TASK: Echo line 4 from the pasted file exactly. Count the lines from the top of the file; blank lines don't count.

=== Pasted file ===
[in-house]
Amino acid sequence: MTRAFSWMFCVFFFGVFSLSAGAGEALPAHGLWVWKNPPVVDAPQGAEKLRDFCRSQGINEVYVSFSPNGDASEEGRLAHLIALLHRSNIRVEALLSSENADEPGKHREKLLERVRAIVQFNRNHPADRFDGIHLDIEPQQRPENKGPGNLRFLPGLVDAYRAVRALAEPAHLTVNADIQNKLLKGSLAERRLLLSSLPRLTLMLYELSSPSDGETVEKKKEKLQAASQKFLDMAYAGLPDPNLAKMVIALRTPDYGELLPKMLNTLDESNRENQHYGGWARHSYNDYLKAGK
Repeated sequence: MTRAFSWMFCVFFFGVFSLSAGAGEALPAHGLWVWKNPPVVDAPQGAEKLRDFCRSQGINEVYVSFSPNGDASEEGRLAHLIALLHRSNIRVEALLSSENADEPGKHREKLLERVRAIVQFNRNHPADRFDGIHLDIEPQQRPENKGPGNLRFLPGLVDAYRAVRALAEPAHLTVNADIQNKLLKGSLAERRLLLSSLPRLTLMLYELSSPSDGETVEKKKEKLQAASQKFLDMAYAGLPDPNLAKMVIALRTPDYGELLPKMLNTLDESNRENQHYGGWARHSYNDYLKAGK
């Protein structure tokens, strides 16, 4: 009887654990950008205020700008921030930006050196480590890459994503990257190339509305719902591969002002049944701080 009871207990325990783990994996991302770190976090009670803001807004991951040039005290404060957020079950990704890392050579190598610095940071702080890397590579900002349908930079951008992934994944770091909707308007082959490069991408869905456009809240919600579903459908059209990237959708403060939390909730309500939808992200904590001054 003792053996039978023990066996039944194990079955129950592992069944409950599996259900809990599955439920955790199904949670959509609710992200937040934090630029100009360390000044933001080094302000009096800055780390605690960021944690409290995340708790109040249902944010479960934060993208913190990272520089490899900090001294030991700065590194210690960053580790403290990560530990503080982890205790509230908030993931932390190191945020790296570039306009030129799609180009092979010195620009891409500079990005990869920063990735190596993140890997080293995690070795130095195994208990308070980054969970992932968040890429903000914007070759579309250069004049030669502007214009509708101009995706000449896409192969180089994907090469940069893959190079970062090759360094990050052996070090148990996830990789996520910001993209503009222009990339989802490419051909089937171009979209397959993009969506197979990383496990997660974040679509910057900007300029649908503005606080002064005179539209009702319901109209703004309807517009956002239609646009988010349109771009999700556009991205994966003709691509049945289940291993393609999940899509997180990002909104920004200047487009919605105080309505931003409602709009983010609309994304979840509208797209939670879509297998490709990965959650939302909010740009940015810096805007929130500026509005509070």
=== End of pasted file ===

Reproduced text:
């Protein structure tokens, strides 16, 4: 009887654990950008205020700008921030930006050196480590890459994503990257190339509305719902591969002002049944701080 009871207990325990783990994996991302770190976090009670803001807004991951040039005290404060957020079950990704890392050579190598610095940071702080890397590579900002349908930079951008992934994944770091909707308007082959490069991408869905456009809240919600579903459908059209990237959708403060939390909730309500939808992200904590001054 003792053996039978023990066996039944194990079955129950592992069944409950599996259900809990599955439920955790199904949670959509609710992200937040934090630029100009360390000044933001080094302000009096800055780390605690960021944690409290995340708790109040249902944010479960934060993208913190990272520089490899900090001294030991700065590194210690960053580790403290990560530990503080982890205790509230908030993931932390190191945020790296570039306009030129799609180009092979010195620009891409500079990005990869920063990735190596993140890997080293995690070795130095195994208990308070980054969970992932968040890429903000914007070759579309250069004049030669502007214009509708101009995706000449896409192969180089994907090469940069893959190079970062090759360094990050052996070090148990996830990789996520910001993209503009222009990339989802490419051909089937171009979209397959993009969506197979990383496990997660974040679509910057900007300029649908503005606080002064005179539209009702319901109209703004309807517009956002239609646009988010349109771009999700556009991205994966003709691509049945289940291993393609999940899509997180990002909104920004200047487009919605105080309505931003409602709009983010609309994304979840509208797209939670879509297998490709990965959650939302909010740009940015810096805007929130500026509005509070």